I grew up in one of the most deprived parts of France, North-eastern Picardy, where young people struggle to pass high school exams, where many gifted people end up as cashiers in shabby supermarkets to make a living. A place where culture is only oriented towards World War I tourism. Even if I have nothing against it, it built a gloomy atmosphere in the neighborhood. Yet, I had the good fortune to be a daughter of an archaeologist specialized in the Merovingian period, and a teacher of classical and modern languages and literature. They were not famous. They only cared about knowledge, its dissemination, and the welfare of their kids. So my mother taught me, among other things, how to read Ancient Greek and Latin, and that taught me how to live for two months a year in a Spartan country house, crowded with at least fifteen depressed archaeologists from all over the world, digging nothing but mud all day long, but happy to just be together (to be fair, they found some great material, especially fibulas that are quite famous when one refers to Merovingian artefacts).
Then I went to Paris to study. In France, even if you come from the North, you say “monter à Paris.” It means, literally, “climbing to Paris.” Like an Aliyah, you know. So I went to Paris, I studied for eight years and I – finally - started working for several French institutions. I met the Le Printemps des Poètes’ team in 2012. Until then, I hadn’t really known much about poetry, and especially modern poetry. I studied Keats’ complete works, Lowell’s, Hugo’s, Aragon’s, etc. but I had never attended any event dedicated to poetry “officially.” I was afraid I would spend one hour with coughing and nodding old people and/or bad actors with red noses, whose note of intent would say something like “de-dramatizing poetry through laughter and a glass of good cheer…”
Poetry readings are very different from prose readings. They are far more obscure, intimate and sometimes disturbing. They are like the first posthole you excavate. You are excited or afraid just looking at the thing, whether it is a flyer or a dark stain in the soil. You don’t know how long it will last, how long it will take you to understand and feel the limits of its depth. I’ll always remember the first poetry reading I attended, as an intern for Le Printemps des Poètes. My colleague told me she was organizing and going to a reading at the First Arrondissement’s town hall. She said it was a “Slovenian poetry evening.” She said there would be awesome poets, like Tomaž Šalamun, Barbara Pogačnik, and Emmanuel Moses, poet and translator… To anyone else but a real poetry readings-addict, it may sound like “Hey man, let’s go to this Dark Ages event, there will be this cool guy who owns the identical reproduction of Sutton Hoo’s helmet, and the blacksmith who wrote this great article about damascened scramasaxes!” Doesn’t it sound exciting?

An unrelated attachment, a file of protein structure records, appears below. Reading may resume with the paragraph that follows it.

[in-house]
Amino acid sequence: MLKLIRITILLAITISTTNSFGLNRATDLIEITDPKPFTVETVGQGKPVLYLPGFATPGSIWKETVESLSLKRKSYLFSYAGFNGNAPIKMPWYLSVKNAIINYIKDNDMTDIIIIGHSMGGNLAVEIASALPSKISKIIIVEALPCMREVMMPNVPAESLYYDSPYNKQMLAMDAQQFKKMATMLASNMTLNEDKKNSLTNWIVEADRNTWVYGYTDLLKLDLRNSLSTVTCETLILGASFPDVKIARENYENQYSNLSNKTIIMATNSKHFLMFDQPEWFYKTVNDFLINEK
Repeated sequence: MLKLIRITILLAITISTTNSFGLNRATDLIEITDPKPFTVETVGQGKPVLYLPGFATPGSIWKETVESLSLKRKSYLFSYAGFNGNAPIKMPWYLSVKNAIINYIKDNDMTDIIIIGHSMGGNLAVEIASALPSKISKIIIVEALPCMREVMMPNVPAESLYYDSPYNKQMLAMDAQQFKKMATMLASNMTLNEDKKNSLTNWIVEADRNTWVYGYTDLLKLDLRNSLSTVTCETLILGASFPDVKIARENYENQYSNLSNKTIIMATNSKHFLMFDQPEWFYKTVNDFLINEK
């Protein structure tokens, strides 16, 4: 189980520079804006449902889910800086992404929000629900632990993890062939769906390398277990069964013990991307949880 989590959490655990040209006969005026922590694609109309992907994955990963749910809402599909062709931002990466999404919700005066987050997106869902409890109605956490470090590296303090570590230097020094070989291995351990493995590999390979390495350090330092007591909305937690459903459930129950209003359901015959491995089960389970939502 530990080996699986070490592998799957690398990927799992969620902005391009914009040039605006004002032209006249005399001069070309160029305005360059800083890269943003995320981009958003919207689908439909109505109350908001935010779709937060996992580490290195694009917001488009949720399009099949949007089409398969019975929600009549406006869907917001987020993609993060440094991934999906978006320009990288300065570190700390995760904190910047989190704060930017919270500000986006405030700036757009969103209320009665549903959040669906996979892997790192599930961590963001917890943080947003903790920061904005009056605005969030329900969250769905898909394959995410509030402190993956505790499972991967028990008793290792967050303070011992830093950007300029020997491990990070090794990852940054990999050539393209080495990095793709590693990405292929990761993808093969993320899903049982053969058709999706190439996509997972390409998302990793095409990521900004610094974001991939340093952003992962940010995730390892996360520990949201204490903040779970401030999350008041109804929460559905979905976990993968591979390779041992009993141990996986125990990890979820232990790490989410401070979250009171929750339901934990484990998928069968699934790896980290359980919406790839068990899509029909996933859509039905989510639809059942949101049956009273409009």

In the end, I realized I liked poetry readings, because they felt like home. I mean, my parents never wore a red nose, but the atmosphere in a poetry reading is quite similar to the one I experienced when I was young, in this simple country house, with all these people from many different places and backgrounds. Those people, on stage and in the audience, do not care about what they look like, they are only there to have a good time together, and to share. I think that now there is something specific to poetry readings. I worked with great actors, especially comedians from the Comédie-Française, which is one of the oldest and most famous theatrical troupes in France. And even with them, preparing a poetry reading seemed so simple, so casual. It doesn’t mean people take it lightly. I guess it is, in fact, the opposite. Actors, and authors who read their own texts, know and feel they cannot play a role. They have to be themselves and fade behind the text. They cannot cheat, because they know they do not own it anymore. The same way archaeologists do not own the treasures they excavate.
When you start working on an excavation site, the first thing a good lad will tell you is “Take this piece of foam and put it under your knees.” In the beginning, you refuse. You are a tough guy, you don’t need anything. At the end of the day, your knees are bleeding like Christ’s feet, and you ask God why he has forsaken you. So you realize that this little piece of foam is exactly what you were waiting for, and you can’t work without it. In the end, poetry readings are the same.
I still have some difficulties with bad actors wearing red noses. But I guess all we need is art, poetry, and many glasses of good cheer.